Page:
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SPECIAL COVERAGE: Living With Wildfires: San Diego Firestorm 10 Years Later

Is Life on Earth Killing Us?

Audio

Is life toxic? Award-winning paleontologist Peter Ward thinks it is and has put forth a provocative theory about the unhealthy relationship between humans and other life forms and the planet in his new book The Medea Hypothesis: Is Life on Earth Ultimately Self-Destructive?

Maureen Cavanaugh: As politics and popular culture fully embrace efforts to go green and minimize human impact on the environment, another voice has entered the debate. It's not a voice that challenges global warming, or the power of humans to harm the environment. Rather, it challenges the very underpinnings of the environmental movement - the theory that left to its own devices, nature is a self-regulating force that sustains life on this planet.

Based on the record of mass extinctions in the deep history of Earth, paleontologist Peter Ward has put forth a theory that nature is not naturally good at sustaining itself. In fact, it can be very efficient at turning back on itself with extreme and lethal consequences. Ward has named his theory the Media Hypothesis after the Greek myth of a pitiless and vengeful woman who killed her own sons. Not exactly our typical image of Mother Nature.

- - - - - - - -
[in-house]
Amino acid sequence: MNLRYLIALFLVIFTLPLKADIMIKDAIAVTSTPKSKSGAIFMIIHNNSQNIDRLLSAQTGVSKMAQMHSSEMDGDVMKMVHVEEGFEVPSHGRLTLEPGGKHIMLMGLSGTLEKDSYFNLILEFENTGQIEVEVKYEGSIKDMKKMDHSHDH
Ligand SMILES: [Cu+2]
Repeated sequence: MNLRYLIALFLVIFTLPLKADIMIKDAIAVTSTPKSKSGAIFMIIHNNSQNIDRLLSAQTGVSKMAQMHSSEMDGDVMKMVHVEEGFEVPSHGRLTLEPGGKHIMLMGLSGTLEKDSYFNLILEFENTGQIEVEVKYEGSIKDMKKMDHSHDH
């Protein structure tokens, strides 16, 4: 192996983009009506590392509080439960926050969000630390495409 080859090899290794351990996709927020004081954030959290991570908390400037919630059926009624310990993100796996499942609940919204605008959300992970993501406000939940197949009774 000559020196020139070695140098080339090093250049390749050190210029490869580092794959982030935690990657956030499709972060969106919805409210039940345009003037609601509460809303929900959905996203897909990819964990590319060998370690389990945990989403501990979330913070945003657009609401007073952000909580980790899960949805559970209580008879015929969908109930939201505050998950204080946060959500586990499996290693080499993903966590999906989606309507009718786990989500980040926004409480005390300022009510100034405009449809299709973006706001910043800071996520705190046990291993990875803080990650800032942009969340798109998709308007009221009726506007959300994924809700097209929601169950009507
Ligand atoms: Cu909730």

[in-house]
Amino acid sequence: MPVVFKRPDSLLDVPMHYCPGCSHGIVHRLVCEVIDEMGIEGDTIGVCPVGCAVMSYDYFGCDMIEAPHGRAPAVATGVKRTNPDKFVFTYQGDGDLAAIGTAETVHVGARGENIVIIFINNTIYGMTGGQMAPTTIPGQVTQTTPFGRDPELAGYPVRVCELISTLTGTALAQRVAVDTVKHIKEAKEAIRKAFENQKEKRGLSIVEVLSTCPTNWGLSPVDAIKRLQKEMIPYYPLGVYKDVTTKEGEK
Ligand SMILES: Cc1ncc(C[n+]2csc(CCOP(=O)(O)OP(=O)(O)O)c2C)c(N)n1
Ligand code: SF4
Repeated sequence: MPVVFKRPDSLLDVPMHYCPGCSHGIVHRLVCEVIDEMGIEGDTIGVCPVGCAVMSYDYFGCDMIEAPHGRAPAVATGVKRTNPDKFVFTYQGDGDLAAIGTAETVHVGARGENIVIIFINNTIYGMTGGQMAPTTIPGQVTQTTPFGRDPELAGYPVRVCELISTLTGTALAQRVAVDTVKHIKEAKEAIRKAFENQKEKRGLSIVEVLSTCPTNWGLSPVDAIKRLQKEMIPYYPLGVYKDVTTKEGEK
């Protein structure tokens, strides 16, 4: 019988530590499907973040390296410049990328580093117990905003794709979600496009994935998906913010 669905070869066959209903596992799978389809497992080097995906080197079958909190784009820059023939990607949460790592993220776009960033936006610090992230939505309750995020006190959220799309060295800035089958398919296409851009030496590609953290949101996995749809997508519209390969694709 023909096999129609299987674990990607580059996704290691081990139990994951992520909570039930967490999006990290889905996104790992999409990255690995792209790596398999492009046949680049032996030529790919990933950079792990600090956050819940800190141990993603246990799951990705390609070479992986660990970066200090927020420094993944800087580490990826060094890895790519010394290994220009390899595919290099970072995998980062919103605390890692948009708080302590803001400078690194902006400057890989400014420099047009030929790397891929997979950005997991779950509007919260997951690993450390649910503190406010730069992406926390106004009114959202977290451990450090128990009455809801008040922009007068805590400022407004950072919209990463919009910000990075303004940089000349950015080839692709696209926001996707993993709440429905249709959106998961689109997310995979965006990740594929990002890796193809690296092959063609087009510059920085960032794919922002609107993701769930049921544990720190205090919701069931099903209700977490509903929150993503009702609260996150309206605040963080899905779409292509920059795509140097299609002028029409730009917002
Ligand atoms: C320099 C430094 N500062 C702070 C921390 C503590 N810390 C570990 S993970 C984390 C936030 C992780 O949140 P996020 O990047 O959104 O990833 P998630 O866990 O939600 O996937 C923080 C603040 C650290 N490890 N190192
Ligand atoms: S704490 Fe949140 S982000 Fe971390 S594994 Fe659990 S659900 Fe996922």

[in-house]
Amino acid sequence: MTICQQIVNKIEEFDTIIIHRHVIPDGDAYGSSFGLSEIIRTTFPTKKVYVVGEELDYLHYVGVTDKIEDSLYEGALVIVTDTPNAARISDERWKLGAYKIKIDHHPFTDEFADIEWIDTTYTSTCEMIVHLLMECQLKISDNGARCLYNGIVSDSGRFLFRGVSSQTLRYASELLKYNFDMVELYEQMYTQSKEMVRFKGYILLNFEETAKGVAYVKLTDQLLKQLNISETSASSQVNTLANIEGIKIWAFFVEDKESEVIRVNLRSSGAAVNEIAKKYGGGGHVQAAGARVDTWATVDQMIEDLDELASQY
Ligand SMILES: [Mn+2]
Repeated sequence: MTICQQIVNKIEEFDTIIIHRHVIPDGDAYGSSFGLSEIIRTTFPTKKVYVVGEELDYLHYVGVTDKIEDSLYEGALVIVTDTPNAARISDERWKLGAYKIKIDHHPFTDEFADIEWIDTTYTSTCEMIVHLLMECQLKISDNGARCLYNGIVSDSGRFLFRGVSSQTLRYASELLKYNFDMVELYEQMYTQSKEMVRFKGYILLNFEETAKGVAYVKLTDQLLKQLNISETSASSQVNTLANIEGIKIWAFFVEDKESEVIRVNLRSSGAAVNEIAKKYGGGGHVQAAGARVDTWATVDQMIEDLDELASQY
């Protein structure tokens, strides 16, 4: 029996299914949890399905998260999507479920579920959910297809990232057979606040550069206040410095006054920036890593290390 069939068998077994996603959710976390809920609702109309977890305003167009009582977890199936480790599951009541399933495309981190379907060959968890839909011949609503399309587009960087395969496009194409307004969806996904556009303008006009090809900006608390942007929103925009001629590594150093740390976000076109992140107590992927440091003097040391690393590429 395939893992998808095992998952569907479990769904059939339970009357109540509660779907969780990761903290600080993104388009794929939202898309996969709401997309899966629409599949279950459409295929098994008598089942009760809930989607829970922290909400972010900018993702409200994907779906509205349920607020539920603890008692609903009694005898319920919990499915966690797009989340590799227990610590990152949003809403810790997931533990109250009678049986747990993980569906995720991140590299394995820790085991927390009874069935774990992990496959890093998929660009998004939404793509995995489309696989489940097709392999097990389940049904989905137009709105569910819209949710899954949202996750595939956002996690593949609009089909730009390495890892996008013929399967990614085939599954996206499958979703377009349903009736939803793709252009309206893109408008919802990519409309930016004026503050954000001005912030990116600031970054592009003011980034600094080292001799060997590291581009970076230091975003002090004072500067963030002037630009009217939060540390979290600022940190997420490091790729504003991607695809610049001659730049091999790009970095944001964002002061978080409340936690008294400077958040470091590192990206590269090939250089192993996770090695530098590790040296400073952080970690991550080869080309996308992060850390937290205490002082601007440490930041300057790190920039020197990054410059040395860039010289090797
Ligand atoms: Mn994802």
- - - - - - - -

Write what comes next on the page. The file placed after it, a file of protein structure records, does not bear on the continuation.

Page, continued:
Peter Ward's lecture on the Medea Theory is Thursday, May 7, 2009, at 6:30 pm at the San Diego Natural History Museum.

Guest

Peter Ward, paleontologist and professor of biology at the University of Washington. He is author of the new book The Medea Hypothesis: Is Life on Earth Ultimately Self-Destructive?

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